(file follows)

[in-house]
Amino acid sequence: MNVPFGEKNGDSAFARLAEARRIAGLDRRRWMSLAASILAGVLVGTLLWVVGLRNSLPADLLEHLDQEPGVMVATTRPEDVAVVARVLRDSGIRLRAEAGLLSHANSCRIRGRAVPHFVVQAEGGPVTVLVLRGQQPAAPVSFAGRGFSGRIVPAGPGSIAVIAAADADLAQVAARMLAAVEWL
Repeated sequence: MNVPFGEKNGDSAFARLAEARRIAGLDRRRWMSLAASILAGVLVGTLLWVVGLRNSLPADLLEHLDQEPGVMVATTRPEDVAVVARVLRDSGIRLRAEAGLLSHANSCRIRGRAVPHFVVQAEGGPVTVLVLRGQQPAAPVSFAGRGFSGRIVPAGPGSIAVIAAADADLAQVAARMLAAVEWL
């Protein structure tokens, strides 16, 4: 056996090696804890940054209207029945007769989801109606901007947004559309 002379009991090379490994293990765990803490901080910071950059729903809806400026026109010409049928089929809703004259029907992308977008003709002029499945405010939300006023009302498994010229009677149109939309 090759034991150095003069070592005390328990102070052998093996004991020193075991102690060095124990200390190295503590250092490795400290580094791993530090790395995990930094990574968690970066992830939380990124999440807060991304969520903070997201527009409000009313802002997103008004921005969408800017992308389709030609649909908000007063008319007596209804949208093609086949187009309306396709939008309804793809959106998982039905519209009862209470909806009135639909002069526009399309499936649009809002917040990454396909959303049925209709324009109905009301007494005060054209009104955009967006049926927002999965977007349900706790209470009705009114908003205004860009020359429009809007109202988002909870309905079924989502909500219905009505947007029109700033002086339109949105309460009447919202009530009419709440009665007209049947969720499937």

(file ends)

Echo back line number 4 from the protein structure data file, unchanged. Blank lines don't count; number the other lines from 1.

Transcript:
């Protein structure tokens, strides 16, 4: 056996090696804890940054209207029945007769989801109606901007947004559309 002379009991090379490994293990765990803490901080910071950059729903809806400026026109010409049928089929809703004259029907992308977008003709002029499945405010939300006023009302498994010229009677149109939309 090759034991150095003069070592005390328990102070052998093996004991020193075991102690060095124990200390190295503590250092490795400290580094791993530090790395995990930094990574968690970066992830939380990124999440807060991304969520903070997201527009409000009313802002997103008004921005969408800017992308389709030609649909908000007063008319007596209804949208093609086949187009309306396709939008309804793809959106998982039905519209009862209470909806009135639909002069526009399309499936649009809002917040990454396909959303049925209709324009109905009301007494005060054209009104955009967006049926927002999965977007349900706790209470009705009114908003205004860009020359429009809007109202988002909870309905079924989502909500219905009505947007029109700033002086339109949105309460009447919202009530009419709440009665007209049947969720499937």